Yglesias says you don’t need a safe haven investment, since the government has already created one for you.
Since Yglesias says it, it must be true. Even though I’m sure I’m wrong, I’m not convinced by Yglesias’ argument.
TIPS are yielding a measly two-ish percent. (After all, their measure of inflation excludes things like food and energy and housing. I would have naively thought that you’d want your "safe haven" investment to protect you against increases in the prices of the things you actually buy, but I’m not smart enough to figure these things out).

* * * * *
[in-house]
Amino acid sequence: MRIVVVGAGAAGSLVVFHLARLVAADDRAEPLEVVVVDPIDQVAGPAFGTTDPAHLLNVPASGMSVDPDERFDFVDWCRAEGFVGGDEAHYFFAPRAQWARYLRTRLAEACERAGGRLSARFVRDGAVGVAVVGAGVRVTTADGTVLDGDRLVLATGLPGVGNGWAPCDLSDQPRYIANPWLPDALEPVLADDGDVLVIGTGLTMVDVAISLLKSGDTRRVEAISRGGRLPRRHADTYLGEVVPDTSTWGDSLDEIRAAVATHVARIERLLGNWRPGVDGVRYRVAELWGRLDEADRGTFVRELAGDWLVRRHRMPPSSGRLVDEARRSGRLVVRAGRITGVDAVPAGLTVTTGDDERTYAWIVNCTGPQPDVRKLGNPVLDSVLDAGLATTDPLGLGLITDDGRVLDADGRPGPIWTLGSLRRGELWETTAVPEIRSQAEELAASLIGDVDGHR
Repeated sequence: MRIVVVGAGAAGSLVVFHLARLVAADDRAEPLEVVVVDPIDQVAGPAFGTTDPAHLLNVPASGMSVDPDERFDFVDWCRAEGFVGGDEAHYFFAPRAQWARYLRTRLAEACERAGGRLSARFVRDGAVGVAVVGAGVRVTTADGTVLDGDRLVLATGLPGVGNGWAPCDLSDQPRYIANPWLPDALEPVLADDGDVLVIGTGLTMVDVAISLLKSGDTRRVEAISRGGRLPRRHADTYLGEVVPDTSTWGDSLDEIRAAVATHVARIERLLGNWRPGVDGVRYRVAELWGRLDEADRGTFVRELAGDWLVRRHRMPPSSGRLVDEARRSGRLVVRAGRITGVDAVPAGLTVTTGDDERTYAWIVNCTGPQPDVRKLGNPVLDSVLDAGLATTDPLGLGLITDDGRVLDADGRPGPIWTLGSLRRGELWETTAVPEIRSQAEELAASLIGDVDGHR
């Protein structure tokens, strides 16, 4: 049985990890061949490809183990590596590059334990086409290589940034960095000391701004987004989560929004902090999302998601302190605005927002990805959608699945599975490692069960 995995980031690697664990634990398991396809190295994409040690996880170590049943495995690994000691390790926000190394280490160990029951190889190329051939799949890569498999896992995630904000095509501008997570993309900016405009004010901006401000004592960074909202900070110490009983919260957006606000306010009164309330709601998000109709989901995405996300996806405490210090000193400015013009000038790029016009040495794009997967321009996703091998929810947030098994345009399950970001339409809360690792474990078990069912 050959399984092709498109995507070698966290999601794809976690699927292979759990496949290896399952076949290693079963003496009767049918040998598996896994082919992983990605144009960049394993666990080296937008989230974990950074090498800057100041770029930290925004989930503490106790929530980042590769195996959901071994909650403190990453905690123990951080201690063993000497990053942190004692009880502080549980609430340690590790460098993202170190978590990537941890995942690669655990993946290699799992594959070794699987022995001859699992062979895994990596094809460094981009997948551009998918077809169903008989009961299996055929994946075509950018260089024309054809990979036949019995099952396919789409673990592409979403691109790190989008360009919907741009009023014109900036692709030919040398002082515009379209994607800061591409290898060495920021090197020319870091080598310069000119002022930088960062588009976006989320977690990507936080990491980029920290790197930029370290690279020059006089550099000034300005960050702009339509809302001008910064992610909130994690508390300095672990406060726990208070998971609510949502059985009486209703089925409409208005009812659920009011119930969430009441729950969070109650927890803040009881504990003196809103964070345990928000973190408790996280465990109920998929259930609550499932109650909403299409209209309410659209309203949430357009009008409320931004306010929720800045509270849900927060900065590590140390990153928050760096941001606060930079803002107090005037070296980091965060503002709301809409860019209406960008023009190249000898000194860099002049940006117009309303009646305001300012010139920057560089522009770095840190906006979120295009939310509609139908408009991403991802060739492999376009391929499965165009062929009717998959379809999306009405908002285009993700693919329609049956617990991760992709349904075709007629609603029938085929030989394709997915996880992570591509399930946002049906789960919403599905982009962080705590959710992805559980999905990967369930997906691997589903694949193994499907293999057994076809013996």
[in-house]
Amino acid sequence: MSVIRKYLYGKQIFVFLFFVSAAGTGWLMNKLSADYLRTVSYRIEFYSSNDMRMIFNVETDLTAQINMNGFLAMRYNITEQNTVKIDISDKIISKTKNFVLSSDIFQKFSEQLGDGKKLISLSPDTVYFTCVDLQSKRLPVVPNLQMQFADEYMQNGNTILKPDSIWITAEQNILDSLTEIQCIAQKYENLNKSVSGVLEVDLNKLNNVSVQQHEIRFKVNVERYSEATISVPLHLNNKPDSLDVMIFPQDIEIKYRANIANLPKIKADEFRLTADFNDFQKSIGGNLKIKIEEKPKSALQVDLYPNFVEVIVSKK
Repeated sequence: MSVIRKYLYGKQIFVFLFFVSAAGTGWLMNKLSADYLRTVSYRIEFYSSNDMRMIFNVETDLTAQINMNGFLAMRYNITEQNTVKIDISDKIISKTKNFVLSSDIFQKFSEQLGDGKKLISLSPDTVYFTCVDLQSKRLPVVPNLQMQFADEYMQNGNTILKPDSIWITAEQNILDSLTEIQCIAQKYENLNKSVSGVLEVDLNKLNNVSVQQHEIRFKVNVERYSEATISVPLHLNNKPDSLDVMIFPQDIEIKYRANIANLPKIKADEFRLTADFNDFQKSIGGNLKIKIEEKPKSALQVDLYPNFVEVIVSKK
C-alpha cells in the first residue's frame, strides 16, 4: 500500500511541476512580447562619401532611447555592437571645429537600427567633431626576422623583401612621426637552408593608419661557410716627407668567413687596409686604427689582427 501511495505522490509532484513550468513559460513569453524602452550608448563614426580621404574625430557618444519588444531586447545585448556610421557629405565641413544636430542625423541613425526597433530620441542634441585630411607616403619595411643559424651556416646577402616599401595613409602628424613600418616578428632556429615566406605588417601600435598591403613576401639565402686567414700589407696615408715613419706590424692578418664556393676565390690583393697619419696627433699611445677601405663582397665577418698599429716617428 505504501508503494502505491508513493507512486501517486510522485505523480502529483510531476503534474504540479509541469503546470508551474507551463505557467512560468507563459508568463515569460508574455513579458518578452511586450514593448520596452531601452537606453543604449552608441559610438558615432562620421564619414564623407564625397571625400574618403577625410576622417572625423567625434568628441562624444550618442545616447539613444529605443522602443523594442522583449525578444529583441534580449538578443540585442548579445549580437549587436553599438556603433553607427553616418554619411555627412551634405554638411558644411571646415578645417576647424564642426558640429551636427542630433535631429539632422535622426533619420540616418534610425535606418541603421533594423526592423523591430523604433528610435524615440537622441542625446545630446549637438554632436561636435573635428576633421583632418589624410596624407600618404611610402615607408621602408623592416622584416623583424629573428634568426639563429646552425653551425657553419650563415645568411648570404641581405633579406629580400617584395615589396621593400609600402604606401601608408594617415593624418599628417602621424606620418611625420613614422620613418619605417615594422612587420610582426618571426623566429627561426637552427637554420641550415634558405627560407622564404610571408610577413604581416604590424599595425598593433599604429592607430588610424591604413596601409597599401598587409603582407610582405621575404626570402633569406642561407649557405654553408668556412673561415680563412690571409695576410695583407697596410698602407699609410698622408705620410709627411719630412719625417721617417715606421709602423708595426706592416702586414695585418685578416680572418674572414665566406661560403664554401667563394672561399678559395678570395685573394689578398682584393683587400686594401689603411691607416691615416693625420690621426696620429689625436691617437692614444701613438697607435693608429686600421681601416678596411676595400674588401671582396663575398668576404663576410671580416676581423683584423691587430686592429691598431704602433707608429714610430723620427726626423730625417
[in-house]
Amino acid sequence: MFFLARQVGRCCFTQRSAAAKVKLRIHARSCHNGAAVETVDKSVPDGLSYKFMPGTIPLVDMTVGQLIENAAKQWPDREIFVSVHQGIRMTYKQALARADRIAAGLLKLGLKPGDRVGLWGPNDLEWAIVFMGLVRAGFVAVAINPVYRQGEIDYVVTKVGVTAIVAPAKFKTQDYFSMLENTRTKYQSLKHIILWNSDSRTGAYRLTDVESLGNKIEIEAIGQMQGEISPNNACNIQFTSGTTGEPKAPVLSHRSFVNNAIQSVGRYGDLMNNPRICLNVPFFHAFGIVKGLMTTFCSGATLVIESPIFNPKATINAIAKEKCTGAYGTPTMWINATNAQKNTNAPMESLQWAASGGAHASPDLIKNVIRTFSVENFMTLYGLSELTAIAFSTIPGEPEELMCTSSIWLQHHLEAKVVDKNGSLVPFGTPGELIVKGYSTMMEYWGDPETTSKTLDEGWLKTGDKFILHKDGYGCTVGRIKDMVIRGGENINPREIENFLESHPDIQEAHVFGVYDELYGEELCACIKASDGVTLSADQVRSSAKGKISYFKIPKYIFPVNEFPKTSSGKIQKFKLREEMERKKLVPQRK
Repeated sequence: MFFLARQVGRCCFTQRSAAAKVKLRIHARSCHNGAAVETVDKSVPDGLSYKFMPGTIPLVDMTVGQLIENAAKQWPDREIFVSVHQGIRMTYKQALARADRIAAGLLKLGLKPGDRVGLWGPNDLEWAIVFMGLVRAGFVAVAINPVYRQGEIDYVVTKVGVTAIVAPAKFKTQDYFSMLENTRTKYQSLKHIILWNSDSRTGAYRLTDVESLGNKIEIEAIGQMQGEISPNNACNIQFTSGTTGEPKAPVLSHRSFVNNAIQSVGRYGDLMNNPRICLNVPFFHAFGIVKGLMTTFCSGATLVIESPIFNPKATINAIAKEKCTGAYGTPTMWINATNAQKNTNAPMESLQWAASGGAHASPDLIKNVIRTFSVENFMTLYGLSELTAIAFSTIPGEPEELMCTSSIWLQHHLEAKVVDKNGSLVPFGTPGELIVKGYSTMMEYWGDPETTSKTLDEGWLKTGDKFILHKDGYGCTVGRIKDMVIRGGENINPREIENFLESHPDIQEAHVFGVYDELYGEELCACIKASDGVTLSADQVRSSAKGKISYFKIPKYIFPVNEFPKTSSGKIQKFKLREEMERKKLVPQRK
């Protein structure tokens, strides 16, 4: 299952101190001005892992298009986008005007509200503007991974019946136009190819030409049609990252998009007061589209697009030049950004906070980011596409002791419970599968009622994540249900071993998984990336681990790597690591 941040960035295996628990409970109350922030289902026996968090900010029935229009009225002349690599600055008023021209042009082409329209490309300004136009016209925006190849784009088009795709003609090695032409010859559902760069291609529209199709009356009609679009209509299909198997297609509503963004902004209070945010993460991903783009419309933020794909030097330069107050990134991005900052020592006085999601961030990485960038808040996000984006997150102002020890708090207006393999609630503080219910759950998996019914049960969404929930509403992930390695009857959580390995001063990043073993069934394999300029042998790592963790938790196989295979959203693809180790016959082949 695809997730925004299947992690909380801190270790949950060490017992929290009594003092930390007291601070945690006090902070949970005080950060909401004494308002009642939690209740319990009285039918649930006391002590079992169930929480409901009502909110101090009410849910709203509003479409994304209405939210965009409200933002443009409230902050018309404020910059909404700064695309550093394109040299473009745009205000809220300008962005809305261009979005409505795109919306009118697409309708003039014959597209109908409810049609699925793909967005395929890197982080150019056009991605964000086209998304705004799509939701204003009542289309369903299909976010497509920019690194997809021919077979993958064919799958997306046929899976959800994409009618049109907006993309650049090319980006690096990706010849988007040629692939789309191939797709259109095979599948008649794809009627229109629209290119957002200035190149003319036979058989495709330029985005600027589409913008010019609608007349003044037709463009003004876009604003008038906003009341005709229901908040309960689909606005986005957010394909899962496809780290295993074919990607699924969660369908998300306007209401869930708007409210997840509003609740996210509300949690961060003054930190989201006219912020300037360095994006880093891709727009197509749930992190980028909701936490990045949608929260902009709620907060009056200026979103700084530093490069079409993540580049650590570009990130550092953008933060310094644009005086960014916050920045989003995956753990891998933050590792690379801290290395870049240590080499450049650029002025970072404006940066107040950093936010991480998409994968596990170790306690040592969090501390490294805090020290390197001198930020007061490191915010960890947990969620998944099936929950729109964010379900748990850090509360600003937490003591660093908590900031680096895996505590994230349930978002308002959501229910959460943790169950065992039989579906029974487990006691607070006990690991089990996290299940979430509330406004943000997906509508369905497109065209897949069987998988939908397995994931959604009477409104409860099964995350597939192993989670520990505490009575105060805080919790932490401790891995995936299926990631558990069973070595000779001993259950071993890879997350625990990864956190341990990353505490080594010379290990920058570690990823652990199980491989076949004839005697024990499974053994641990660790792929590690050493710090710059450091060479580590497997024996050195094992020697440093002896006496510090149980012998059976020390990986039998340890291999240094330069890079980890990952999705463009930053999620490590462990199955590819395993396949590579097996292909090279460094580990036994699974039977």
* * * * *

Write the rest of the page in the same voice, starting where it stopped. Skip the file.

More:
My bigger problem with this advice is that I think US government debt is in a bubble. It’s almost like someone who can print money is buying those things (don’t worry, it’s not a problem because they’re only buying old Treasuries, which don’t impact the price of new Treasuries, apparently – so much for basic economics).
Of course, if Treasuries really are in a bubble, people who think that the low interest rates on Treasuries mean that the US government should borrow more will end up looking really dumb.